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Foundation For the Carolinas Response to the Economic Crisis

by Michael Marsicano

January 8,2009

As we enter 2009, Charlotte has lost a Fortune 100 company, the nation’s economy is in disarray, and controversy has plagued our local United Way. Charlotte is one of the most charitable cities in the United States, but can its robust philanthropy survive this perfect storm?

The intent to continue giving robustly appears intact. Donors who hold funds at Foundation For The Carolinas distributed more than $100 million to nonprofit organizations in 2008, holding nearly even with 2007 numbers.

However, the dire economic situation has had the dual effect of increasing human service needs while decreasing capacity to give to charitable organizations. Some donors are seeking help from the organizations they once supported, and many are needy for the first time in their lives. Eighty percent of families who received groceries from Loaves & Fishes on a recent day had never before sought assistance. The emergency food pantry is reporting a 30 percent increase in demand over last year. Similarly, Crisis Assistance Ministry is reporting a 40 percent increase in the number of families requesting help with rent and utility payments, many of whom have experienced recent job losses.

In response to the growing crisis, Foundation For The Carolinas established a Critical Need Response Fund to shelter, feed, clothe and keep warm those in need throughout the winter months. We launched the fund in December 2008 with an initial $1 million gift from Sandra and Leon Levine, two of Charlotte’s most generous philanthropists. A task force of citizen volunteer leaders is making grant awards to Mecklenburg County nonprofits that have seen a recent increase in demand. Grants are awarded to agencies that can most effectively meet these human service needs, though a number of deserving organizations may be turned away because of limited funds.

Foundation For The Carolinas provides a neutral platform where members of the faith, business and philanthropic communities have come together to address the human service crisis. The Leon Levine Foundation, Mecklenburg Ministries, the Charlotte Chamber of Commerce and United Way of Central Carolinas are our partners in this effort. The economy will eventually rebound, and our United Way will emerge revitalized. In the interim, Foundation For The Carolinas is nimble enough to address current needs through the administration of this fund.

Despite economic hardships, our community’s outpouring to the Critical Need Response Fund has been remarkable. As of December 30, 2008, $1,639,765 has been raised to benefit our neighbors in Mecklenburg County. The personal messages from our donors tell the story of a community that is compelled to reach out to strangers in need. Some donors have written notes of praise, memoriam and well-wishes in the memo lines of their checks. Many others have sent handwritten cards and letters with their donations. One memorable response came from a mother who shared a newspaper article about the initiative with her three boys. The young philanthropists, ages eight, seven and four, pooled their money and collectively gave $12.25 to the fund.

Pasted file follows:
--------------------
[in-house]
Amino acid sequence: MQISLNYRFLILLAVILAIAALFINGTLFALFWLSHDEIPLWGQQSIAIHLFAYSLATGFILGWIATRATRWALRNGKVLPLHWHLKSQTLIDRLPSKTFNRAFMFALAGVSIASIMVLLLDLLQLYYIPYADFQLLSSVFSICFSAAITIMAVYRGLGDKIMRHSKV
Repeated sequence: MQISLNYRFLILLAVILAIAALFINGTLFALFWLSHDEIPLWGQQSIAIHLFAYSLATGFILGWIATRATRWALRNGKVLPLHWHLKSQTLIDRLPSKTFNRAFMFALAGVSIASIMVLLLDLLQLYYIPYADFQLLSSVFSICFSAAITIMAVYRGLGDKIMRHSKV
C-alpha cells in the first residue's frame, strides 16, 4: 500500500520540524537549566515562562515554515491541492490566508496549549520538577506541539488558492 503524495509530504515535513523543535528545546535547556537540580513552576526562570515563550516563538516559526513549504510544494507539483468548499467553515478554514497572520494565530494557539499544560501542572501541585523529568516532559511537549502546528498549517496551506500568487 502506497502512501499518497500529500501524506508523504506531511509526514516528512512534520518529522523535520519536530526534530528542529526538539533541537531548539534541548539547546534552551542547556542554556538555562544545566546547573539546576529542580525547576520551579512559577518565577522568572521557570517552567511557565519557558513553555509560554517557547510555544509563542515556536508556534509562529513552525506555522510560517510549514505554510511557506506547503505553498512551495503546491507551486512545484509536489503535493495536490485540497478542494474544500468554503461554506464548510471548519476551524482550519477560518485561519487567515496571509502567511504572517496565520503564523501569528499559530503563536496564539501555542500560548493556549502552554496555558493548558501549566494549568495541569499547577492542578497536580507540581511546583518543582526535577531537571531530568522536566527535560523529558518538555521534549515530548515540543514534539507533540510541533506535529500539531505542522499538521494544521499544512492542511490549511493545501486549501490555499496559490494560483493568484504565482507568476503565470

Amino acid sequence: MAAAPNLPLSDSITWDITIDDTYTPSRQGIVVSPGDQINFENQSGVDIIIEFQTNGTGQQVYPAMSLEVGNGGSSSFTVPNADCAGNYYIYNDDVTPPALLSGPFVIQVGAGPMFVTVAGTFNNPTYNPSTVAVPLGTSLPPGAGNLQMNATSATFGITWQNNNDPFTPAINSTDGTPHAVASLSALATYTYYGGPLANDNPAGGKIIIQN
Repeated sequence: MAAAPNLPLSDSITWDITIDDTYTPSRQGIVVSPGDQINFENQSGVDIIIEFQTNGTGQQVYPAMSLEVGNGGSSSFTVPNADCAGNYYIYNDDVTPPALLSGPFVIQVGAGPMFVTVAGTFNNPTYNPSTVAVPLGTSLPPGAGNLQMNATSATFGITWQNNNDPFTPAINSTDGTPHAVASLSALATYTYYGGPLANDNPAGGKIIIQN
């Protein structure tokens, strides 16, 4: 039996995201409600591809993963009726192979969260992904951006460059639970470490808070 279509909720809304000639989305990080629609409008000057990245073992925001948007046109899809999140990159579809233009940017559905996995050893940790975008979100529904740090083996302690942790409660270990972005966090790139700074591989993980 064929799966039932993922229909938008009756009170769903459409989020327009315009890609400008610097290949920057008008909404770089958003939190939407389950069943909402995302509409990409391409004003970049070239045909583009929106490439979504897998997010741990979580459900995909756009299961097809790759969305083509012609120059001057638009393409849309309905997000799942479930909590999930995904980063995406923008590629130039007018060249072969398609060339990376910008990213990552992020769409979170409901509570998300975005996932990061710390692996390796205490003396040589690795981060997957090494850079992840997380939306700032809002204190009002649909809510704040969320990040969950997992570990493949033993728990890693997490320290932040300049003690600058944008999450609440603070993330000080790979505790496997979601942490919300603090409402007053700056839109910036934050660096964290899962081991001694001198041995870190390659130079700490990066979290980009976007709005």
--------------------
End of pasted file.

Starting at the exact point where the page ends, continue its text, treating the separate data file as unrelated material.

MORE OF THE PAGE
Inspired by the fund’s initial success, similar efforts have been established by other counties under the umbrella of Foundation For The Carolinas. Across the United States other nonprofits – including a number of community foundations – have launched funds in response to the economic crisis. As a community and as a nation, we still have faith our citizens will care for one another, even when most are experiencing their own hardships.

Two years ago I wrote a piece in Charlotte Viewpoint about the kindness of strangers. The community’s outpouring to the Critical Need Response Fund has redefined for Charlotte the very notion of kindness to strangers. Over the winter months, the generosity of these donors will assist thousands of people - individuals they will never know but who will be forever grateful.

The response to the initiative is perhaps a bellwether of Charlotte’s philanthropic future. In the past we frequently turned to major corporations to launch charitable initiatives. The Levine gift and the generous contributions from numerous families foretell a new philanthropic landscape in which individuals are first to respond when a community need arises. We’re all in this together, and together we can help all.

Donations to the Critical Need Response Fund may be made via Foundation For The Carolinas’ secure web site, or by calling 704.973.4588.

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